Low-fare airline says priority is main centre jet routes but it is assessing the viability of flying to the regions.
Airports around the country are actively courting Jetstar in the hope it will fly to the regions and increase competition.
Airports Association chief executive Kevin Ward said there was frustration at overall fares and regional airports would welcome a competitor to Air New Zealand.
Jetstar has said that while its main centre jet routes remain its priority, it continues to assess the viability of flying to the regions, possibly using turbo-prop planes now operated by its parent Qantas on its regional routes in Australia.
Ward said regional airports were constantly trying to attract another operator.
"That's part of their normal business," he said.
"The big international airports go offshore and try to do that and the domestic airports are always trying to get more competition on the local scene.
"There would be more choice and the average fare would come down."
Air New Zealand said it had introduced more cheap fares and grabaseat deals on to regional routes where it does not have the loads or economies of scale that are on main trunk routes. It said it had also been hit with steeply increased airport charges for turbo-prop aircraft.
The Hawkes Bay Airport company said it had been in discussions with Jetstar.
Chairman John Palairet said bringing in competition was a focus for the airport, which had extended its runway in 2009 to accommodate jets and encourage other airlines to start services.
"The issue for most regional airports is competition," Palairet said.
"There is one airline coming in and they provide a very good service but air fares are seen as being high so we continue to make efforts to get another airline to come.
"We can't make them come, there has to be a business case for them to establish a new route so what we've done is create the facilities to make it possible and then beyond that continue to liaise with them."
Local MPs Chris Tremain, who is Local Government Minister, and Craig Foss, Consumer Affairs Minister, are reportedly frustrated by the lack of competition and the resulting high costs of air travel from the region.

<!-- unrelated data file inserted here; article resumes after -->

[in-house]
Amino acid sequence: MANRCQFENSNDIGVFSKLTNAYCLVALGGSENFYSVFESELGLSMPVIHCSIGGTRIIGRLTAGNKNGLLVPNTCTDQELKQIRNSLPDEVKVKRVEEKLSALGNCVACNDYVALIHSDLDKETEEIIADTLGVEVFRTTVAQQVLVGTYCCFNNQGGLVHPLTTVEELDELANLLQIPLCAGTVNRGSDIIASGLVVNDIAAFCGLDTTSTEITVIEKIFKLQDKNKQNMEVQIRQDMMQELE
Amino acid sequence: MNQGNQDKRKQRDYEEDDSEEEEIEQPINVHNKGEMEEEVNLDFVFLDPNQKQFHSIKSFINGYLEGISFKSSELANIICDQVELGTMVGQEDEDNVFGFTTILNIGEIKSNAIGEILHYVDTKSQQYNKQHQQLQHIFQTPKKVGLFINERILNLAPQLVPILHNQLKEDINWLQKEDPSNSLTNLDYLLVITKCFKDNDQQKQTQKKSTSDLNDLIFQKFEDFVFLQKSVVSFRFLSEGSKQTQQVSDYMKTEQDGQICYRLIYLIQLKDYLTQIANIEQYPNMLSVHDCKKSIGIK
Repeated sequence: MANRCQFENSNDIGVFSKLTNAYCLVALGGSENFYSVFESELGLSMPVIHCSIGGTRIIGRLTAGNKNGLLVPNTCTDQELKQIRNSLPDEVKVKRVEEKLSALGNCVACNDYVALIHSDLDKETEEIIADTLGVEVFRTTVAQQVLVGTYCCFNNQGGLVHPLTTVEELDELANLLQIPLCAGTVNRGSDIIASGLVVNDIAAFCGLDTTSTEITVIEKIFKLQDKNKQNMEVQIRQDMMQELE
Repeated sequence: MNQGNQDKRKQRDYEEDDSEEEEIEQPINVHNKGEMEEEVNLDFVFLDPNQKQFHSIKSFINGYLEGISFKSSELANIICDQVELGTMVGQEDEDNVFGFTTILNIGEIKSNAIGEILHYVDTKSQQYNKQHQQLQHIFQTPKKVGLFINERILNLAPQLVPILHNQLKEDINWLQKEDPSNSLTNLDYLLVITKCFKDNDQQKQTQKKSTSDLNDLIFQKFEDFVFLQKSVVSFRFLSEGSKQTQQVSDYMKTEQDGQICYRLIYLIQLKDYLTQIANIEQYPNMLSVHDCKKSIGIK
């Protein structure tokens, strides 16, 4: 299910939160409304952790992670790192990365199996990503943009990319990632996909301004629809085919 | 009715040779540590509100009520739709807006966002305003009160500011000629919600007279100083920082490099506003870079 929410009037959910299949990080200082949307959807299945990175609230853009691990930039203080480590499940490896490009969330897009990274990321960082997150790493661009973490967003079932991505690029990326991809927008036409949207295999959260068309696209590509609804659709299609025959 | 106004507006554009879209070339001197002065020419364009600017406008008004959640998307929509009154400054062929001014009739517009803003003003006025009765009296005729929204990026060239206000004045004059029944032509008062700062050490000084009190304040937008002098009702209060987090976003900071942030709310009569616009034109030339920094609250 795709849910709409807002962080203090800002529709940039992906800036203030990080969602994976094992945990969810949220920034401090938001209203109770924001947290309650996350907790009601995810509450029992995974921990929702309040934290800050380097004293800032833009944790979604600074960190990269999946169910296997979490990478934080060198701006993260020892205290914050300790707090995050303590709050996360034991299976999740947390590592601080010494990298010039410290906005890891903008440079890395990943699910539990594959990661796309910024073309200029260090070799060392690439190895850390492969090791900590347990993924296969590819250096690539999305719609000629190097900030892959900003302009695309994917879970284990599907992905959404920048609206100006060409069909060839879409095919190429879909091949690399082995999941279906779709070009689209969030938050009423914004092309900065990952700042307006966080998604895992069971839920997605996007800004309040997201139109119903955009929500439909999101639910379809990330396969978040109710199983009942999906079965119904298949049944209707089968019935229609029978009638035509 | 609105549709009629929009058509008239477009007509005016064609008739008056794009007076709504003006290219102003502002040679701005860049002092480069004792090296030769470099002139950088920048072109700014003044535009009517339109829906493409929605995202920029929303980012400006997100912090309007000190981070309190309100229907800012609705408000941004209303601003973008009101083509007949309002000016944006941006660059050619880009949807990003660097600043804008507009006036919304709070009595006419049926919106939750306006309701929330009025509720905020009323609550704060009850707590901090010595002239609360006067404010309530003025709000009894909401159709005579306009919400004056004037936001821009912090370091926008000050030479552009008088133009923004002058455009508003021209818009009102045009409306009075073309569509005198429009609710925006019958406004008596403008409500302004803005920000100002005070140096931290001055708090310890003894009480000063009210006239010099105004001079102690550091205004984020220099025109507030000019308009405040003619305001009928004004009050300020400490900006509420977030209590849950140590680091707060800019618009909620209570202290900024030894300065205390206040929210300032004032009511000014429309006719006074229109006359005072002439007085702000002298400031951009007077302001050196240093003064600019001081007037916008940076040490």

Hawkes Bay Today reports that the MPs said they would be writing to and meeting competitors of Air New Zealand over the next month to ask them to consider increasing their services to regions such as Hawkes Bay.
"We acknowledge that there are more grabaseat opportunities and more capacity from Hawkes Bay," Foss said.
"However, we are very concerned that the development of Hawkes Bay may be being held back by current arrangements.
"This has direct implications for business development and growth in our region."
Jetstar cuts flights in low season
Jetstar has cancelled more than 300 domestic flights because of a dip in demand on main trunk routes over May and June.
A Jetstar spokesman said schedule "optimisation" was done from time to time.
"It's a low season over that period so we're probably doing more than normal. It's business as usual, it doesn't signify anything."
Air New Zealand said it was putting on more seats during those two months compared to last year.
The Jetstar spokesman said the cancellations were concentrated on the Auckland-Wellington route where it has most services and most passengers could be re-booked on alternative flights "within hours".
"Optimisation means you take a look at market demand and how many flights you've got and you change your schedule accordingly - all airlines do it."
He said the airline would not cancel flights for commercial reasons in less than a seven-day period.
"You don't do that because it stuffs everybody up but looking further out decisions are made ensuring the majority can be put on to other flights within a matter of hours."